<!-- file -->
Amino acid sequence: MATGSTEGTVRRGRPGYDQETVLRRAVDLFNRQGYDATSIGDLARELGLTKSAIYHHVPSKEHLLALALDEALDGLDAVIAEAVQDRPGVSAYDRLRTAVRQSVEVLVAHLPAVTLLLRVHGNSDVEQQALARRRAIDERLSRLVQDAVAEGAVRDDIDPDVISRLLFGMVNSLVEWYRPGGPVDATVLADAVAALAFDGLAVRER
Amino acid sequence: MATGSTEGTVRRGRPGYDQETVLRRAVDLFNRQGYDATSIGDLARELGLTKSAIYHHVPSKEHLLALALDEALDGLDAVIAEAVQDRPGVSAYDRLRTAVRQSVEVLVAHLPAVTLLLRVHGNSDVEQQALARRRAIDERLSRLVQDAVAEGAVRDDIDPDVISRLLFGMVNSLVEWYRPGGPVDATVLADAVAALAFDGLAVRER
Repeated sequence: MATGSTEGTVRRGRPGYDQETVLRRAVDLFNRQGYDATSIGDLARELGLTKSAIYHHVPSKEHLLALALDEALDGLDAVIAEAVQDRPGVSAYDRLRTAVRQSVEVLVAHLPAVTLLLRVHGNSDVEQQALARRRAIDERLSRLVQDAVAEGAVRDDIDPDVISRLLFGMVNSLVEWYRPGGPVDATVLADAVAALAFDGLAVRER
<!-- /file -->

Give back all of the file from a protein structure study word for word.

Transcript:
Amino acid sequence: MATGSTEGTVRRGRPGYDQETVLRRAVDLFNRQGYDATSIGDLARELGLTKSAIYHHVPSKEHLLALALDEALDGLDAVIAEAVQDRPGVSAYDRLRTAVRQSVEVLVAHLPAVTLLLRVHGNSDVEQQALARRRAIDERLSRLVQDAVAEGAVRDDIDPDVISRLLFGMVNSLVEWYRPGGPVDATVLADAVAALAFDGLAVRER
Amino acid sequence: MATGSTEGTVRRGRPGYDQETVLRRAVDLFNRQGYDATSIGDLARELGLTKSAIYHHVPSKEHLLALALDEALDGLDAVIAEAVQDRPGVSAYDRLRTAVRQSVEVLVAHLPAVTLLLRVHGNSDVEQQALARRRAIDERLSRLVQDAVAEGAVRDDIDPDVISRLLFGMVNSLVEWYRPGGPVDATVLADAVAALAFDGLAVRER
Repeated sequence: MATGSTEGTVRRGRPGYDQETVLRRAVDLFNRQGYDATSIGDLARELGLTKSAIYHHVPSKEHLLALALDEALDGLDAVIAEAVQDRPGVSAYDRLRTAVRQSVEVLVAHLPAVTLLLRVHGNSDVEQQALARRRAIDERLSRLVQDAVAEGAVRDDIDPDVISRLLFGMVNSLVEWYRPGGPVDATVLADAVAALAFDGLAVRER